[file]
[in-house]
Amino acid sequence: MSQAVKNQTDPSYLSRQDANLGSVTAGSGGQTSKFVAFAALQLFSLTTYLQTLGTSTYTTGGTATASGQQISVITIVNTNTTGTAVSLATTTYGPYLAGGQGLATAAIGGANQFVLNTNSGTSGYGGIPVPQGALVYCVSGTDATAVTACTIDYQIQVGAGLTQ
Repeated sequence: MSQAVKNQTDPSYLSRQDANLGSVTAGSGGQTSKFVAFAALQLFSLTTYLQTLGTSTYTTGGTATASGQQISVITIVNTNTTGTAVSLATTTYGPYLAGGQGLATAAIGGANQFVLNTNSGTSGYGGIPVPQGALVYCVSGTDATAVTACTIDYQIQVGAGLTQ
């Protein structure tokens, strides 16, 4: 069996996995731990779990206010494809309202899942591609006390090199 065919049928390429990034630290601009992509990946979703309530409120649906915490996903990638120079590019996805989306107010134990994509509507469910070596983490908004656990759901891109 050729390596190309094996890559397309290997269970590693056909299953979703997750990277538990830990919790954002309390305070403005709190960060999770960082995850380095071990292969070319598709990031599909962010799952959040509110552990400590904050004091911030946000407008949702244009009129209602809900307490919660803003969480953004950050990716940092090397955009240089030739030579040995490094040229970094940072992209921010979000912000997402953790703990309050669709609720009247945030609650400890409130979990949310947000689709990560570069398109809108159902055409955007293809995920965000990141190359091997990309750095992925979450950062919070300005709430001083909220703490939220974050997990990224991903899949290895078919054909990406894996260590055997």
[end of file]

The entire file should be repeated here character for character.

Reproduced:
[in-house]
Amino acid sequence: MSQAVKNQTDPSYLSRQDANLGSVTAGSGGQTSKFVAFAALQLFSLTTYLQTLGTSTYTTGGTATASGQQISVITIVNTNTTGTAVSLATTTYGPYLAGGQGLATAAIGGANQFVLNTNSGTSGYGGIPVPQGALVYCVSGTDATAVTACTIDYQIQVGAGLTQ
Repeated sequence: MSQAVKNQTDPSYLSRQDANLGSVTAGSGGQTSKFVAFAALQLFSLTTYLQTLGTSTYTTGGTATASGQQISVITIVNTNTTGTAVSLATTTYGPYLAGGQGLATAAIGGANQFVLNTNSGTSGYGGIPVPQGALVYCVSGTDATAVTACTIDYQIQVGAGLTQ
């Protein structure tokens, strides 16, 4: 069996996995731990779990206010494809309202899942591609006390090199 065919049928390429990034630290601009992509990946979703309530409120649906915490996903990638120079590019996805989306107010134990994509509507469910070596983490908004656990759901891109 050729390596190309094996890559397309290997269970590693056909299953979703997750990277538990830990919790954002309390305070403005709190960060999770960082995850380095071990292969070319598709990031599909962010799952959040509110552990400590904050004091911030946000407008949702244009009129209602809900307490919660803003969480953004950050990716940092090397955009240089030739030579040995490094040229970094940072992209921010979000912000997402953790703990309050669709609720009247945030609650400890409130979990949310947000689709990560570069398109809108159902055409955007293809995920965000990141190359091997990309750095992925979450950062919070300005709430001083909220703490939220974050997990990224991903899949290895078919054909990406894996260590055997």